Facility Profile - March 2009
Find a printable version here

A Natural Fit

Recreation Complex at University of California, Santa Barbara

By Dawn Klingensmith

The university now uses insulated pool covers at night, for a savings of $100 a day in energy costs. This year, UCSB will install solar thermal water heaters to maintain its outdoor pool at 81 degrees, which, in tandem with the covers, will reduce natural gas consumption by 80 percent for an annual savings of $160,000.

It's fitting that UCSB's recreation department be mindful of the earth, because the original designs for Rec Cen I were more or less revised by nature. Rec Cen I opened as the UCSB Student Recreation Center in 1995, and the $15 million expansion was completed a decade later, adding an additional weight room, a multipurpose gymnasium, a climbing wall, locker rooms, a pottery studio and classrooms.

Plans for Rec Cen I called for one large gymnasium; however, soil testing revealed that the intended site had a fault line running through it. To comply with California's code, nothing could be built within 50 feet of the fault line on either side. The eventual solution was to build two smaller gymnasia with duplicate amenities split between them. The division turned out to be advantageous because "students are guaranteed whenever they walk in here, whatever time of day or night, they can recreate," Spaventa said, because if a class is taking place at one facility, the other one is available for walk-ins.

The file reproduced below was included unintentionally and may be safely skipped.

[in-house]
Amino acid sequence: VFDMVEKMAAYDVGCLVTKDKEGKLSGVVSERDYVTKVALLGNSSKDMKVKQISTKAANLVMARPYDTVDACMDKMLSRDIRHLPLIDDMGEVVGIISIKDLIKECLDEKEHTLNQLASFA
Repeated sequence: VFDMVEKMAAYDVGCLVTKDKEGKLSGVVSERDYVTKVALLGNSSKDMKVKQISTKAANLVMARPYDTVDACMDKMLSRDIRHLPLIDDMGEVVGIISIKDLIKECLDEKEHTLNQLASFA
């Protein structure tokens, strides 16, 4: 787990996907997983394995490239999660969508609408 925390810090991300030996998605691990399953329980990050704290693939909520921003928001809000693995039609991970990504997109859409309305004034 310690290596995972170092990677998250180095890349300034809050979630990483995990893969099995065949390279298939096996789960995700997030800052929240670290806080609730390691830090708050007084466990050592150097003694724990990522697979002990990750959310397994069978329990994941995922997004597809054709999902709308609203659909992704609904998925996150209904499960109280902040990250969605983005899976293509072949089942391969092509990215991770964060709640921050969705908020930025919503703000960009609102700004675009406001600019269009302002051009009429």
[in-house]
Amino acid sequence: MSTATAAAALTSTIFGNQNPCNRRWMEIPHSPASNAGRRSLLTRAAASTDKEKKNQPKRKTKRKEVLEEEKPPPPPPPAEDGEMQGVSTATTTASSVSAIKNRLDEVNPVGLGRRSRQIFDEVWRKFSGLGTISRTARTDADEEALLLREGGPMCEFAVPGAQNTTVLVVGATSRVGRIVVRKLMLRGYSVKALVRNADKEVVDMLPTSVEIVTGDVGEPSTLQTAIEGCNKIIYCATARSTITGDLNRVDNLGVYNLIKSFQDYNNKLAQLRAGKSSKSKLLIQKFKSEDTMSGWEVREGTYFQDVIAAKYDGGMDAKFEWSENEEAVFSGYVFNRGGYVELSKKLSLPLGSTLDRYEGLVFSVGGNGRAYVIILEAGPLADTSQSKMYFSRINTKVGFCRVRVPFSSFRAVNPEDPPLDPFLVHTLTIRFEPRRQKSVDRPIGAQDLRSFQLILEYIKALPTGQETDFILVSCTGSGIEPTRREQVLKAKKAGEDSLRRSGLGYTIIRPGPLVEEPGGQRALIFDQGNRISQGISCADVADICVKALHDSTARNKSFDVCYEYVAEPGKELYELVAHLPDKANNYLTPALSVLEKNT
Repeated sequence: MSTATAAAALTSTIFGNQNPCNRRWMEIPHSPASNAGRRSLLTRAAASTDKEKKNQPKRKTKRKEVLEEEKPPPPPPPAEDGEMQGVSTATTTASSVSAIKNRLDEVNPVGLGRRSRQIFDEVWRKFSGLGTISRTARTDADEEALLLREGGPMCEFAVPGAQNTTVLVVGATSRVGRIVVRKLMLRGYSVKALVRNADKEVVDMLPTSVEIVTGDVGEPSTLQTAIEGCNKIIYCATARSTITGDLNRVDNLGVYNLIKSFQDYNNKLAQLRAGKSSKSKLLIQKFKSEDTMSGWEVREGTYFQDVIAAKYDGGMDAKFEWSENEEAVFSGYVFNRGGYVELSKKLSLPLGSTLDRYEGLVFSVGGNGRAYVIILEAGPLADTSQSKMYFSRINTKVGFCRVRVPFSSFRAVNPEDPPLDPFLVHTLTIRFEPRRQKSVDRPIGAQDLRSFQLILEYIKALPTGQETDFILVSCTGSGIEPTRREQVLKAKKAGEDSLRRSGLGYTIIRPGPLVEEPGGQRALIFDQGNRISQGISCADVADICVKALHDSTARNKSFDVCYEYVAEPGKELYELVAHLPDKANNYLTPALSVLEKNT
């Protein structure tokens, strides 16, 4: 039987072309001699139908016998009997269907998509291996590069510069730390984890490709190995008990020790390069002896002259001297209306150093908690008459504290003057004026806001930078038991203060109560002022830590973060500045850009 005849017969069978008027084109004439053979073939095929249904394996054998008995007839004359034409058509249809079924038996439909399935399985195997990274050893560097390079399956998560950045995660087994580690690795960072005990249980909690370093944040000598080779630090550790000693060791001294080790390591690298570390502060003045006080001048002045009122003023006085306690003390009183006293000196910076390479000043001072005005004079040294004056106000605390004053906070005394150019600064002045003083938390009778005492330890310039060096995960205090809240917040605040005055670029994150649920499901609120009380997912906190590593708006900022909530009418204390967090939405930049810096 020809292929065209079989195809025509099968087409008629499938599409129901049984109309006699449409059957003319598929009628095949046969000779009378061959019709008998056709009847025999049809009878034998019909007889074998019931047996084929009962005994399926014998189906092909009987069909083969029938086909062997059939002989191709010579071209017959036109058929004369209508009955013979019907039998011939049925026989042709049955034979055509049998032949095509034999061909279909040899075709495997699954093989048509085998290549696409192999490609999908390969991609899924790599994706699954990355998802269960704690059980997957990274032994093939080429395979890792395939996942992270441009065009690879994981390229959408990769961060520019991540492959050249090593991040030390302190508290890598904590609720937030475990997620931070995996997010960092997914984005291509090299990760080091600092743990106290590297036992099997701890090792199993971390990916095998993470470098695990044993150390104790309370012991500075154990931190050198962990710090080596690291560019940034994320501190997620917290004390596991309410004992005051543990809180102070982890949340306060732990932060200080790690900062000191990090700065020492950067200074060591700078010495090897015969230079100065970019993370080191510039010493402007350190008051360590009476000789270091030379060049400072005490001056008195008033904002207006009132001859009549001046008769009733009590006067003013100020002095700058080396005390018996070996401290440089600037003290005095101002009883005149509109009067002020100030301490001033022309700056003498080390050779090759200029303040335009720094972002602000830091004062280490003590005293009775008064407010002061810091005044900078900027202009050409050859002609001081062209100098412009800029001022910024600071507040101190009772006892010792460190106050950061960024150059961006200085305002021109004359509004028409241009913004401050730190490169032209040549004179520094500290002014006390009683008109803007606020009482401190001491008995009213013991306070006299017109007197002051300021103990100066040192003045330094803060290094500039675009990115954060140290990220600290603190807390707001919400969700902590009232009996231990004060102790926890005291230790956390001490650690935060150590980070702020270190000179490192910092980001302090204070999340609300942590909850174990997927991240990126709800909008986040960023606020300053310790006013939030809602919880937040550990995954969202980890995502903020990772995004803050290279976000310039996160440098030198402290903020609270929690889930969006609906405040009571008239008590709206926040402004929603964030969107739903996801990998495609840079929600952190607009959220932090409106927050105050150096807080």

The revised plans also cooperated beautifully with nature. "I'm convinced God is a planner because when we pulled the buildings apart, it allowed us to get a lot more sunlight," said principal designer Scott Smith of the architectural firm Sasaki Associates, San Francisco.

Just inside Rec Cen I is a sunny atrium with chandelier-like lighting fixtures suspended from a 30-foot ceiling. "We call them Madonna lights because of their shape," Spaventa said. (He means the pop singer, not the religious icon.)

The floors are green slate outlined in hardwood. Other materials include massive timber framing, maple wall panels and glass walls. Sustainable features include operable windows and clerestories that save money on electrical lighting. In addition, the building's orientation provides for unimpeded views of the mountains and preserves mature oak trees and a eucalyptus grove.